Trees, Seeds, and Growing Things: Picture Books
It's spring, and seeds are sprouting all over our yard right now--peas, maple trees, and dozens, and dozens, and hundreds of weeds. This week, I wanted to share some of the picture books about seeds and growing things that we've enjoyed reading.
"Spring, spring, spring! sang the robin." ~ Home for a Bunny, Margaret Wise Brown
Who Will Plant a Tree? By Jerry Pallotta, illustrated by Tom LeonardHow do animals (and people) help to plant trees? This is a fun read with lots of repetition, showing a wide variety of seeds and the different ways they spread.
Flip, Float, Fly: Seeds on the Move, by JoAnn Early Macken, illustrated by Pam PaparoneThis one is similar to Who Will Plant a Tree, but maybe a bit more science-y? It explains a little more explanation about the seeds and plants, and where they grow.
A Seed Is Sleepy, by Dianna Hutts Aston, illustrated by Sylvia LongI found Aston’s An Egg is Quiet last year, after writing my own egg story. She has a beautiful, lyrical style or writing, and both books have vivid pictures.
A Leaf Can Be, by Laura Purdie Salas, illustrated by Violeta Dabija
A quiet story, similar to A Hole is to Dig. I didn’t think it was quite as fun as some of the others, but it’s a nice story about all the different things a leaf can be.
Swirl by Swirl, by Joyce Sidman, illustrated by Beth KrommesI liked this one even more than my kids, I think. It’s a fascinating collection of the patterns and shapes found in nature.
Home for a Bunny, by Margaret Wide Brown, illustrated by Garth WilliamsThis is an older story (a true classic), and not especially science-y, but it’s one of my favorite spring picture books.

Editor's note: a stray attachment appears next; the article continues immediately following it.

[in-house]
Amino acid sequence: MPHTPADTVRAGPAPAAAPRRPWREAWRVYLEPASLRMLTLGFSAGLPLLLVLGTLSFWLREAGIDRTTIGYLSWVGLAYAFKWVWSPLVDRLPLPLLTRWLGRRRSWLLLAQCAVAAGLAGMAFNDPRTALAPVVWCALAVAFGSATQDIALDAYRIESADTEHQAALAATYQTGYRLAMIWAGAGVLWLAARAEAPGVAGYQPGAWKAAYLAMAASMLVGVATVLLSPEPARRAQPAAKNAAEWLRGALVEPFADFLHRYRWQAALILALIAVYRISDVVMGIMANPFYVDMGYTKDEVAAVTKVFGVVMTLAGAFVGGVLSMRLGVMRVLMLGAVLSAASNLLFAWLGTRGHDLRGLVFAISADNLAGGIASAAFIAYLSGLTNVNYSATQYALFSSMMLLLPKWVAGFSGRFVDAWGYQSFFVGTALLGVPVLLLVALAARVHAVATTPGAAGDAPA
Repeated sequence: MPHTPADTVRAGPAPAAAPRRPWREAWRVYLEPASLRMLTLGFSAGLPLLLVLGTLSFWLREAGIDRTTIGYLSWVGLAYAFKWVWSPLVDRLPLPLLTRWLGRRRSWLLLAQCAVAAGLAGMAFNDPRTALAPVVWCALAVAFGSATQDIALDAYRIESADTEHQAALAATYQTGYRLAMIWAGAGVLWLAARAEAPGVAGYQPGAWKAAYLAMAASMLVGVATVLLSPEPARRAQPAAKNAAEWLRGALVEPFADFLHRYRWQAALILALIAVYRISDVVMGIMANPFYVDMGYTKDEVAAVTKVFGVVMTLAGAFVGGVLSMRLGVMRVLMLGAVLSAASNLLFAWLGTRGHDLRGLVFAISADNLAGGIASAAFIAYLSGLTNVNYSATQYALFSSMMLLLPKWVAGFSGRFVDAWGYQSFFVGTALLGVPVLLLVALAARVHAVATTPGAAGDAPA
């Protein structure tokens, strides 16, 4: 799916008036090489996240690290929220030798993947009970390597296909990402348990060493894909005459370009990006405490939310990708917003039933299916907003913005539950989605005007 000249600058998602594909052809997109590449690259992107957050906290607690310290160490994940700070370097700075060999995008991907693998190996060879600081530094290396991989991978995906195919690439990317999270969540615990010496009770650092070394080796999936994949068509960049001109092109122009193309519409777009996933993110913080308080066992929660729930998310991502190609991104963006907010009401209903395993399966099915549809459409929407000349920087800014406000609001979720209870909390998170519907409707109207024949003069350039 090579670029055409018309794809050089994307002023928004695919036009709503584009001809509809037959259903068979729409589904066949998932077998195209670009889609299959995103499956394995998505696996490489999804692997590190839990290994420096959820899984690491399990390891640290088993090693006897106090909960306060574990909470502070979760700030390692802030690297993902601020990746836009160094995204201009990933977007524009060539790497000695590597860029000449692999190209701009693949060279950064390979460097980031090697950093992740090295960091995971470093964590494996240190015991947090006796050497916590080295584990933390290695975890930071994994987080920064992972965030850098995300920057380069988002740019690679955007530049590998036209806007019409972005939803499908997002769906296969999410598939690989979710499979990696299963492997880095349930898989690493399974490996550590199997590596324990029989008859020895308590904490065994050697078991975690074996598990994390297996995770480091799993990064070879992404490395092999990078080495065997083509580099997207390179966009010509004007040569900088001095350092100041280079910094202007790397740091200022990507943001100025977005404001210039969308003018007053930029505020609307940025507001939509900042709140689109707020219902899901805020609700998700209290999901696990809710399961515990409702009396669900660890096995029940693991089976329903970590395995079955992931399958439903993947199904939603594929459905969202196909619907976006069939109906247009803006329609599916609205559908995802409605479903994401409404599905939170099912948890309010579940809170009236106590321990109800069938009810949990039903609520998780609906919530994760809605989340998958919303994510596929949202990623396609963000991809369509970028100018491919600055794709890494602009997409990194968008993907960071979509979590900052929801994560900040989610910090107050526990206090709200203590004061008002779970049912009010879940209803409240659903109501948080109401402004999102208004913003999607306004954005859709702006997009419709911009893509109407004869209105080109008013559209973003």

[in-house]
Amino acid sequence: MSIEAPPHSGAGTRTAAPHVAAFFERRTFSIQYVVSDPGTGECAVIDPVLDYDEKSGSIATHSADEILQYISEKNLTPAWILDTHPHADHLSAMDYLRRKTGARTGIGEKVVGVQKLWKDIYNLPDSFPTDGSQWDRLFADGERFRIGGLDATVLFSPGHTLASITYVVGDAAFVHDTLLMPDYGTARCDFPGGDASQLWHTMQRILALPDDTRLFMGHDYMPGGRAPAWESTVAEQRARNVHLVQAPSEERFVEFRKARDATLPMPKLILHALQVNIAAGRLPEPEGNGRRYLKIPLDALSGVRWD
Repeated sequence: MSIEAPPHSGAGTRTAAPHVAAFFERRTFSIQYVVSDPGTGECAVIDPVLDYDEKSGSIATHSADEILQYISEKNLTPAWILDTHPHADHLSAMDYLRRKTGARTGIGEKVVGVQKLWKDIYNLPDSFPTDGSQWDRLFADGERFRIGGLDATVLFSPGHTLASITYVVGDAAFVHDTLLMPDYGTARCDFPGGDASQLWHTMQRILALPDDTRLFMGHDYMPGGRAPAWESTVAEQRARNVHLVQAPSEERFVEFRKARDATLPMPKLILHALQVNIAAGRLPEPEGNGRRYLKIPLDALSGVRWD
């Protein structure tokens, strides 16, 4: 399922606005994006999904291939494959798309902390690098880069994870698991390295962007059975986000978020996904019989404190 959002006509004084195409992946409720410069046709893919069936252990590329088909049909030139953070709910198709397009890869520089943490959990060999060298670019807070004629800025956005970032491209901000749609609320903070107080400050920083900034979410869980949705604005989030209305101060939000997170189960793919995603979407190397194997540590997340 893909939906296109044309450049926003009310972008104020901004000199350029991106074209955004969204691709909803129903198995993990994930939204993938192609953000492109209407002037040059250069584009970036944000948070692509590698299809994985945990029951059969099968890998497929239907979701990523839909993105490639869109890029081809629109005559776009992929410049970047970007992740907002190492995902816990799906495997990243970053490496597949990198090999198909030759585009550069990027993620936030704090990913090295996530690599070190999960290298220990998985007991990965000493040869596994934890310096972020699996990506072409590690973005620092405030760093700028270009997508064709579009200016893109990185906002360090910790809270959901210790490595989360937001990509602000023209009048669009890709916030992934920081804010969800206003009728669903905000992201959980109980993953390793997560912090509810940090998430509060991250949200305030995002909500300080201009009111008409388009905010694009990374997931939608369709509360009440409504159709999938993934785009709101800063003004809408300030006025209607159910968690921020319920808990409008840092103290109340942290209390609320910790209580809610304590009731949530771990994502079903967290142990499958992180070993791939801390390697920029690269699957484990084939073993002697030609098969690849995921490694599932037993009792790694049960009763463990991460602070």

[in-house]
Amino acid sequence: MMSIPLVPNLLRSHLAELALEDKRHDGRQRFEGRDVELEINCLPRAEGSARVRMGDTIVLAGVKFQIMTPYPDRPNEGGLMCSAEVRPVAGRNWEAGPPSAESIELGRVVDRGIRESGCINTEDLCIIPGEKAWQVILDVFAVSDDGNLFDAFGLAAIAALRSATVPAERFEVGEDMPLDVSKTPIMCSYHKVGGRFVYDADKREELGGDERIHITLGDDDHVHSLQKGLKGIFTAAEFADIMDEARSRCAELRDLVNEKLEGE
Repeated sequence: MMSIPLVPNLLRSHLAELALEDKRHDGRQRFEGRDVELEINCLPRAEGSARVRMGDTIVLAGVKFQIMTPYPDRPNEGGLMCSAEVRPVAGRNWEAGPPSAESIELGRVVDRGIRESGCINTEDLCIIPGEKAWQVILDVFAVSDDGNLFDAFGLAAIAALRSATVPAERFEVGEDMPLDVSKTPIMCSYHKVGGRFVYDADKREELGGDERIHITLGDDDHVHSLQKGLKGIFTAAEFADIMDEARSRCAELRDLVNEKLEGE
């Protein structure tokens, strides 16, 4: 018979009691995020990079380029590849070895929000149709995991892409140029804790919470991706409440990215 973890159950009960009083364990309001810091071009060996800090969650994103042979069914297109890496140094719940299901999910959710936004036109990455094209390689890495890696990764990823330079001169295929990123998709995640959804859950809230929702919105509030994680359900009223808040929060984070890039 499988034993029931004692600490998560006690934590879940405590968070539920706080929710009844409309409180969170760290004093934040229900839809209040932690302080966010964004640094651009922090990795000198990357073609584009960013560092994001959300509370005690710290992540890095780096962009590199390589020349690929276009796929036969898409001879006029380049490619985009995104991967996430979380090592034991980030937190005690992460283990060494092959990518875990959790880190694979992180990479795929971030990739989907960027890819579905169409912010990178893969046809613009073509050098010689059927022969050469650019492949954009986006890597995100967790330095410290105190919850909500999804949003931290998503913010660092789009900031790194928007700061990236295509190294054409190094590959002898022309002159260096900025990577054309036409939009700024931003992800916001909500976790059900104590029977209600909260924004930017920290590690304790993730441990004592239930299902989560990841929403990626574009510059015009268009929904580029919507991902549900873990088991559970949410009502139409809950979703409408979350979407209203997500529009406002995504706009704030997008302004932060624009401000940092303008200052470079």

Tree, by Britta TechentrupA friend gave us this book last year, and we’ve read it a few dozen times since. It’s a lovely introduction to seasons, told through the tree’s changes during the year.
Ox-Cart Man, by Donald Hall, illustrated by Barbara CooneyAnother fun picture book about seasons, but from a historical angle, telling how a New England family tackles seasonal chores through the year.
Experiments with plants, by Christine Taylor-ButlerAfter reading about plants and seeds, it might be fun to try some experiments with them. We did a couple of the ones in this book, including a project that tested how well seeds sprout when they have little, moderate, or large amounts of water available to them.
Other, fact-based picture books about seeds and plants:Seed to plant, by Kristin Baird Rattini
Seed, soil, sun: Earth's recipe for food, by Cris Peterson
Update, December 2019:
Since writing this post, I've created my own picture book about trees! In Can a Tree Be Blue, children will discover all the colors that a tree can be. You can read more about it under the Books tab on this page, or find it on Amazon.